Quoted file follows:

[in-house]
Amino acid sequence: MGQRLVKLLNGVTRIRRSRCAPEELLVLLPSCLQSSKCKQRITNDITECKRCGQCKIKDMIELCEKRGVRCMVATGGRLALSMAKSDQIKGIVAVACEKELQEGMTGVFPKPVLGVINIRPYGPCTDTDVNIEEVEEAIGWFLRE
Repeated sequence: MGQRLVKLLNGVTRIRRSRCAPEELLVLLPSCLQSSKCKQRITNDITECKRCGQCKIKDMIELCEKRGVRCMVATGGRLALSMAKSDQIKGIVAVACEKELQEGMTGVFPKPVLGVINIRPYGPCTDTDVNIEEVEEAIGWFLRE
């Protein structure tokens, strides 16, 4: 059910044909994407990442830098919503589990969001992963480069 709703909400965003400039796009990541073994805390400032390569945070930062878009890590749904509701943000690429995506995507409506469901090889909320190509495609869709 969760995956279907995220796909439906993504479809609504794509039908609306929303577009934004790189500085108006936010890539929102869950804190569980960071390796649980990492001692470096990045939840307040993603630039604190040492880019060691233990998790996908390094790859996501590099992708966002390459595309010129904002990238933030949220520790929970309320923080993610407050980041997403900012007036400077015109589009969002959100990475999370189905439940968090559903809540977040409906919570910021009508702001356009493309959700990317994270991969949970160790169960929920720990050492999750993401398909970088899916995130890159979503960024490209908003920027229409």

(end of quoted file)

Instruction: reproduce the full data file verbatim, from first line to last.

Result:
[in-house]
Amino acid sequence: MGQRLVKLLNGVTRIRRSRCAPEELLVLLPSCLQSSKCKQRITNDITECKRCGQCKIKDMIELCEKRGVRCMVATGGRLALSMAKSDQIKGIVAVACEKELQEGMTGVFPKPVLGVINIRPYGPCTDTDVNIEEVEEAIGWFLRE
Repeated sequence: MGQRLVKLLNGVTRIRRSRCAPEELLVLLPSCLQSSKCKQRITNDITECKRCGQCKIKDMIELCEKRGVRCMVATGGRLALSMAKSDQIKGIVAVACEKELQEGMTGVFPKPVLGVINIRPYGPCTDTDVNIEEVEEAIGWFLRE
């Protein structure tokens, strides 16, 4: 059910044909994407990442830098919503589990969001992963480069 709703909400965003400039796009990541073994805390400032390569945070930062878009890590749904509701943000690429995506995507409506469901090889909320190509495609869709 969760995956279907995220796909439906993504479809609504794509039908609306929303577009934004790189500085108006936010890539929102869950804190569980960071390796649980990492001692470096990045939840307040993603630039604190040492880019060691233990998790996908390094790859996501590099992708966002390459595309010129904002990238933030949220520790929970309320923080993610407050980041997403900012007036400077015109589009969002959100990475999370189905439940968090559903809540977040409906919570910021009508702001356009493309959700990317994270991969949970160790169960929920720990050492999750993401398909970088899916995130890159979503960024490209908003920027229409």